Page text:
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The Ponary massacre (or Paneriai massacre) was the mass-murder of 100,000 people, mostly Jews, by German SDmarker, SSmarker and Lithuanian Nazi Sonderkommando collaborators (Special SD and German Security Police Squad "Ypatingasis būrys" units)during World War II and the Holocaust in Reichskommissariat Ostland. The executions took place between July 1941 and August 1944 near the railway station of Paneriaimarker ( ), now a suburb of Vilniusmarker. Some 70,000 Jews were murdered in Ponary, along with estimated 20,000 Poles and 8,000 Russians, many from nearby Vilnius.


Following the incorporation of the Republic of Central Lithuania into Polandmarker, the town of Ponary became part of the Wilno Voivodship, (Kresy region). In September 1939, the region was taken over by the Soviets, and after about a month transferred to Lithuania. After the annexation of Lithuania by the Soviet Unionmarker, in June 1940, the Soviets began constructing an oil storage facility near Ponary in conjunction with a military airfield. That project was never completed, as in 1941 the area was occupied by Nazi Germany. The Nazis decided to take advantage of the large pits dug for the oil warehouses to dispose of bodies of unwanted locals. Their policy was to kill every Jewish individual in Lithuania, and the Baltic countries became the first place Nazis would mass execute Jews. Out of 70,000 Jews living in Vilnius, only 7,000 would survive the war; the Jewish culture in Vilnius, one of the greatest in Europe, ceased to exist.


The massacres began in July, 1941, when Einsatzkommando 9marker arrived in Vilnius, rounded up 5,000 Jewish men of Vilnius and took them to Paneriai where they were shot. Further mass killings, often aided by Lithuanian volunteers, from Ypatingasis burys, took place throughout the summer and fall. In September, Vilna Ghettomarker was created. By the end of the year, about 21,700 Jews had been killed at Paneriai. The pace of killings slowed in 1942, as slave workers were appropriated by Wehrmacht.The total number of victims by the end of 1944 was between 70,000 and 100,000. According to post-war exhumation by the forces of Soviet 2nd Belorussian Front the majority (50,000–70,000) of the victims were Polish and Lithuanian Jews from nearby Polish and Lithuanian cities, while the rest were primarily Poles (about 20,000) and Russians (about 8,000). The Polish victims were mostly members of Polish intelligentsia (teachers, professors of the Stefan Batory Universitymarker like Kazimierz Pelczar, priests like Romuald Świrkowski) and members of Armia Krajowa resistance movement. Among the first victims were approximately 7,500 Soviet POWs shot in 1941 soon after Operation Barbarossa begun. At later stages there were also smaller numbers of victims of other nationalities, including local Russians, Roma and Lithuanians, particularly communists sympathizers and members of general Povilas Plechavičius' Local Lithuanian Detachment who refused to follow German orders.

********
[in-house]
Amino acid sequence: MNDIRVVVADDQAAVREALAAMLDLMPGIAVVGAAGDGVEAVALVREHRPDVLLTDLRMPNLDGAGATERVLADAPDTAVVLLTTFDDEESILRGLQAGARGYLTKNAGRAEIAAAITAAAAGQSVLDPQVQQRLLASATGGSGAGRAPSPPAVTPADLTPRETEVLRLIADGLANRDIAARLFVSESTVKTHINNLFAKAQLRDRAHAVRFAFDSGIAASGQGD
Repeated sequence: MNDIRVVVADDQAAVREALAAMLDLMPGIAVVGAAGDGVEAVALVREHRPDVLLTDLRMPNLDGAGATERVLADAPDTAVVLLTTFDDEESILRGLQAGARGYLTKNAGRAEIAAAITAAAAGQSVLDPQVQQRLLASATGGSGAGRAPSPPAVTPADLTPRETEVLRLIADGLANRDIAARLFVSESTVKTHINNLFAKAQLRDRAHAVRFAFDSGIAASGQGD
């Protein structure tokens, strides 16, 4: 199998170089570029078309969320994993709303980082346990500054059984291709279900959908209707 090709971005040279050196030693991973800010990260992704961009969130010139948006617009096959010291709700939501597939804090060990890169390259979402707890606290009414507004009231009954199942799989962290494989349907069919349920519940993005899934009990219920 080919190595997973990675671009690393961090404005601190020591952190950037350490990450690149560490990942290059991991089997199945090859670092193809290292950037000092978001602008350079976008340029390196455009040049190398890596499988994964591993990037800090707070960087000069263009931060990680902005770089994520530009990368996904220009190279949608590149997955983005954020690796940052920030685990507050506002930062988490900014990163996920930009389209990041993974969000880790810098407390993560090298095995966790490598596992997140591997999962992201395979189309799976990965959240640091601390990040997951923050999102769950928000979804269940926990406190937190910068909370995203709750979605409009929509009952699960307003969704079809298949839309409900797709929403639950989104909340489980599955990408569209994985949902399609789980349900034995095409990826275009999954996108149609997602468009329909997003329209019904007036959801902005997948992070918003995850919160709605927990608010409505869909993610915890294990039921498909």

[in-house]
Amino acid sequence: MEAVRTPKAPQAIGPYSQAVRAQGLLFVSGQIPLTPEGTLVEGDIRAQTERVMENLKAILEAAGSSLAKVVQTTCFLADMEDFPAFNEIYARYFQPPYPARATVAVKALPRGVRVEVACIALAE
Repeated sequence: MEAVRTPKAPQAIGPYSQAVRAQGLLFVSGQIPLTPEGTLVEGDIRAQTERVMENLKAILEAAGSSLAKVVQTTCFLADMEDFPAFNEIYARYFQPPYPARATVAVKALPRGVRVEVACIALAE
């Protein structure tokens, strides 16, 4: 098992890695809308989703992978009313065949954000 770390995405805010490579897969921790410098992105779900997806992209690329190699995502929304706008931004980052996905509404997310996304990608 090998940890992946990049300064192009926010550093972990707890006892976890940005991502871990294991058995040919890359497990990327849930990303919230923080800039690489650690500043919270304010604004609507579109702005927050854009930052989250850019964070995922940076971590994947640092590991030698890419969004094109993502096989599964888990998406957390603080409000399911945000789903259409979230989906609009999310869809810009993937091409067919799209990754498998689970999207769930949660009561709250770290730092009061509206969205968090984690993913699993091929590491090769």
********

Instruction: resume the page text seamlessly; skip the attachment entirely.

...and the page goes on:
As Soviet troops advanced in 1943, the Nazi units tried to cover up the crime under the Aktion 1005 directive. Eighty inmates from the nearby Stutthof concentration campmarker prisoners were formed into Leichenkommando ("corpse units"). The workers were forced to dig up bodies, pile them on wood and burn them. The ashes were then ground up, mixed with sand and buried. After months of this gruesome work, the brigade managed to escape on April 19, 1944. Eleven of the group survived the war; their testimony contributed to revealing the massacre.